Like a stench that lingers in a room long after the rotting carcass has been removed, the legacy of the Donald Trump debacle of a presidency will stay with America even after he finally is dragged kicking and screaming from the White House.
In the most nefarious waddling of his lame-duck weeks ahead, the Trump administration is setting up a minefield of last-minute policy changes in federal regulations that can be implemented without the pesky input of Congress and may prove difficult for the incoming Biden-Harris administration to undo quickly.
A new article at ProPublica details some of the proposed regulatory amendments that are being fast-tracked to be put in place before the reins of power are so ever-begrudgingly transferred to President-elect Biden.
The changes are almost universally designed to advance a pro-business, right-wing agenda that undercuts protections for workers and the environment, advances Trump’s anti-immigrant obsessions, and re-introduces barbaric execution methods into the federal arsenal of criminal punishment.
What’s even worse is that many of these new regulations — or, more appropriately, these regulatory rollbacks – will be difficult for the incoming Biden administration to reverse quickly, amounting to a metaphorical land-mining of the political landscape in the face of an advancing army of rationality.
“The bottom line is the Trump administration is trying to get things published in the Federal Register, leaving the next administration to sort out the mess,” said Matthew Kent, a regulatory policy tracker for the progressive advocacy group Public Citizen. “There are some real roadblocks to Biden being able to wave a magic wand on these.”
One small example of the types of changes that the Trump administration is trying to force through in record time is adjusting the speed with which chicken factories can operate their processing lines.
While faster processing lines can increase profits for big agriculture, it can also lead to more worker injuries and more frequent salmonella outbreaks.
According to ProPublica:
“Ordinarily, a change like this would take about two years to go through the cumbersome legal process of making new federal regulations. But the timing has alarmed food and worker safety advocates, who suspect the Trump administration wants to rush through this rule in its waning days.”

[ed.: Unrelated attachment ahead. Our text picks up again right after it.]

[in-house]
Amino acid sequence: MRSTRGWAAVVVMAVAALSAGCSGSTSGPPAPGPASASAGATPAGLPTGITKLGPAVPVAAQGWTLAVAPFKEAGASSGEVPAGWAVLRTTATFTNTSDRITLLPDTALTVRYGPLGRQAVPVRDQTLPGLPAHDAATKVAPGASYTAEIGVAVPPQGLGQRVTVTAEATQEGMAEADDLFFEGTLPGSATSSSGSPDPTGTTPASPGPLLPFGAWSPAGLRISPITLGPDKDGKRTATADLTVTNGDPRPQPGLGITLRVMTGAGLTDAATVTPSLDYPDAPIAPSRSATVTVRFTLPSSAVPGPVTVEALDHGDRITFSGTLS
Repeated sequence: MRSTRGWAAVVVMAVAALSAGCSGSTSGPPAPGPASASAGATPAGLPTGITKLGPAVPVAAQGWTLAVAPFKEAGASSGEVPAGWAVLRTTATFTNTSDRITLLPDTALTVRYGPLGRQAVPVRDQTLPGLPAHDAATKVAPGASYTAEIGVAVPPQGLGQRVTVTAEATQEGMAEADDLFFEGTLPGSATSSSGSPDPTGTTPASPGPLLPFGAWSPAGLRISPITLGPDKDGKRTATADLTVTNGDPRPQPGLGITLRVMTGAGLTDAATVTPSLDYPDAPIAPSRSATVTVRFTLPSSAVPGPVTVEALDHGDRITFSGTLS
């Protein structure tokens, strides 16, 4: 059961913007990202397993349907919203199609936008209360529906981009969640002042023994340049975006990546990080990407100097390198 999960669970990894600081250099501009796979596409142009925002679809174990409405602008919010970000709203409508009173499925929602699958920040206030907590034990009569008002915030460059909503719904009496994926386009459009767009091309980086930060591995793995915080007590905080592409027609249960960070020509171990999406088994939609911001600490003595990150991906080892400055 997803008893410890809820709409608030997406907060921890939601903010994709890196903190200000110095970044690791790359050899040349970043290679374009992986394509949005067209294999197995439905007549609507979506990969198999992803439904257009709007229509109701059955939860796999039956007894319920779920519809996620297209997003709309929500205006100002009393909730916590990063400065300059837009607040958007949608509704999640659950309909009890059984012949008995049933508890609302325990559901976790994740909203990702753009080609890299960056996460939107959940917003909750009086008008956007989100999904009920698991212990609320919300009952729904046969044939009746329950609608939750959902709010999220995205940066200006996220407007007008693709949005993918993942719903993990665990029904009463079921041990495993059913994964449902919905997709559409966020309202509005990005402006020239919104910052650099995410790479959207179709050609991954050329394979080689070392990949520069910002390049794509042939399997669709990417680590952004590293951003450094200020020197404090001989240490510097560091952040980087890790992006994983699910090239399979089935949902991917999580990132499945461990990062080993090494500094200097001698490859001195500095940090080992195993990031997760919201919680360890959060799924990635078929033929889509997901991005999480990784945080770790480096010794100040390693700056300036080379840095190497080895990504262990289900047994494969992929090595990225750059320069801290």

Other changes being rushed through cover things like the reintroduction of firing squads and the electric chair as acceptable execution methods in federal death penalty cases to the implementation of further restrictions on immigration by asylum seekers.
Even Donald Trump’s infamous obsession with water pressure and toilet flow is being addressed through newly loosened efficiency standards that ignore the opposition of appliance manufacturers due to the higher consumption and waste that they will engender.
While some of these new regulations may be able to be overturned by legal challenges, particularly if the Trump administration takes illegal shortcuts in seeking public comments on the rules in their rush to implement and publish them, some moves, like the expedited granting of mining leases in previously pristine federal wilderness lands, will be much harder to reverse and can result in permanent ecological damage at a time when the planet is already suffering from a devastating climate emergency.
You can read the full details of ProPublica‘s report on the Trump administration’s efforts to sabotage the incoming Biden regime through its last-minute barrage of rule-making at this link.
In the meantime, however, know that the best chance that the new Democratic administration will have to reverse any of the damage that these parting shots from Trump may create is if they have a Democratic Senate to help them pass the legislation that Senate Majority Leader Mitch McConnell (R-KY) will surely do everything in his power to obstruct if he retains a majority.
Consider contributing to the campaigns of Reverend Raphael Warnock and Jon Ossoff, the two Democratic candidates in the January Georgia runoff elections, at this link.
Original reporting by Isaac Arnsdorf at ProPublica.
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Vinnie Longobardo is a 35-year veteran of the TV, mobile & internet industries, specializing in start-ups and the international media business. His passions are politics, music and art.